We have recently learned of the passing of Michigan Linguistics alum (PhD 1954) and former faculty member, Edward Mason Anthony Jr. His daughter, Jan Anthony, reports the following:

"My father, Edward Mason Anthony Jr., died on July 12, 2015, at the age of 92. My father received three degrees at the University of Michigan: A BA in German  language and literature in 1944, an MA in English language and literature in 1946 and a PhD in Linguistics in 1954. He joined the faculty as an instructor in 1945, which led to an associate professorship. In 1964, he left the University of Michigan to start what was then the Department of General Linguistics, now the Department of Linguistics, at the University of Pittsburgh, where he remained until his retirement in 1990. In addition to directing the Asian studies program at Pitt, he founded a number of language organizations there, including the Language and Culture Institute, the English Language Institute, the Less-Commonly Taught Languages Center and the Robert Henderson Language Media Center. He was also part of a group that founded what became the Teachers of English to Speakers of Other Languages (TESOL). He traveled abroad extensively during his career to many locations including Afghanistan, Thailand, China and Singapore.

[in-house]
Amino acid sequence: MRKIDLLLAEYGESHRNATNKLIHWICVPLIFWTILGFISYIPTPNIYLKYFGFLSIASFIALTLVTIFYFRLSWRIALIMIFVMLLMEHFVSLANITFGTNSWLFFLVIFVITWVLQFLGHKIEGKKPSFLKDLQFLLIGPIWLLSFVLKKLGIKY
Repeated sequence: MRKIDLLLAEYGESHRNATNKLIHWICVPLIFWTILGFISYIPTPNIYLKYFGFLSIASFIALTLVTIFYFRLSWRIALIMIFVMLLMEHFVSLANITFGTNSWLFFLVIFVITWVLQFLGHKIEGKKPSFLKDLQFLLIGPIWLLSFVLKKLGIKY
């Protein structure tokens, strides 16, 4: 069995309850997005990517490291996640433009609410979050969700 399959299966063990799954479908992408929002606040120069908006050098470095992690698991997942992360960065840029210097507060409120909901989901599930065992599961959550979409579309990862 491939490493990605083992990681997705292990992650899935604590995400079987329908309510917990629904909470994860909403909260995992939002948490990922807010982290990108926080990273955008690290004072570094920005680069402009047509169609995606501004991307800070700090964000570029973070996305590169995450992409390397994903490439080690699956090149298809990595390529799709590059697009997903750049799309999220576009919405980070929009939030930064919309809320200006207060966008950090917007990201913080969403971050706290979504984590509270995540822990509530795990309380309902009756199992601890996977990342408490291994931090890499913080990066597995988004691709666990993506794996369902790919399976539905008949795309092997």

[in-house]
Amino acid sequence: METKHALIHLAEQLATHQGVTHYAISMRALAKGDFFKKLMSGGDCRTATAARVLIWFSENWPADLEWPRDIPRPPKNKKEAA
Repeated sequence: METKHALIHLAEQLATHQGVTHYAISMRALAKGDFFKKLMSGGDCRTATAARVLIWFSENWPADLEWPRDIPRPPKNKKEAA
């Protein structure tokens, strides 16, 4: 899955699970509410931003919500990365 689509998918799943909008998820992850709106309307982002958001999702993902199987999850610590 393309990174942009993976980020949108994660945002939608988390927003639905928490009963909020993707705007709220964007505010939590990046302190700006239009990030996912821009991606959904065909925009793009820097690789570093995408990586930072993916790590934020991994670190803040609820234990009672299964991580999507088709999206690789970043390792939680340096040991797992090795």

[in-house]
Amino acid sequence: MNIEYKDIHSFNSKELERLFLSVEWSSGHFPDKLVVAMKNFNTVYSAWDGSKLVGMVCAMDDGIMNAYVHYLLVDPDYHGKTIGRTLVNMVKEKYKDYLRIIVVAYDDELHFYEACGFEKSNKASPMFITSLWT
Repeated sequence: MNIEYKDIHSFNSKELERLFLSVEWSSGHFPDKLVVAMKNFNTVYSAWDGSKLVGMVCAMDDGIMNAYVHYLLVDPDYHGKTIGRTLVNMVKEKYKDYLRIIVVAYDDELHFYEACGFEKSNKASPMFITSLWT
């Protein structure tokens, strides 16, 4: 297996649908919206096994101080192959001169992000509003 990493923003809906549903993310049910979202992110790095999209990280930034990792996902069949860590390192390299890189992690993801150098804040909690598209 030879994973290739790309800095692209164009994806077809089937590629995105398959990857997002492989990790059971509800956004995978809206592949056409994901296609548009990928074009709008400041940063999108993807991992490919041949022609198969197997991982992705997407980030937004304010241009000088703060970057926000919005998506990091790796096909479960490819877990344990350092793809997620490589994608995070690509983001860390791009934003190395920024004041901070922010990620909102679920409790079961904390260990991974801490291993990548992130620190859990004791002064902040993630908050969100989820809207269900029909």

I am including several links to his obituaries, which describe his accomplishments and his philosophy of studying and teaching language as a means not only to understand speech, but also to understand cultures. He possessed a strong love of learning and a gentle sense of humor, which he maintained through nearly a decade of encroaching dementia. He was, for 69 years, the husband of Ann Terbrueggen Anthony (also a University of Michigan graduate). He was the father of three children—Lynn Anthony Higgins, Janice L. Anthony and Edward M. Anthony IV (Ted), and the grandfather of four grandsons—Julian Anthony Higgins, Matthew Anthony Sherry, Edward M. Anthony V (Mason) and Wyatt Dylan Kirk Anthony."

A selection of the links that Jan provided are given below. These links contain a wealth of information about Professor Anthony's many contributions to the language sciences during his long and illustrious career. Our thoughts are with Professor's Anthony's family and friends.

University of Pittsburgh Times

Pittsburgh Post-Gazette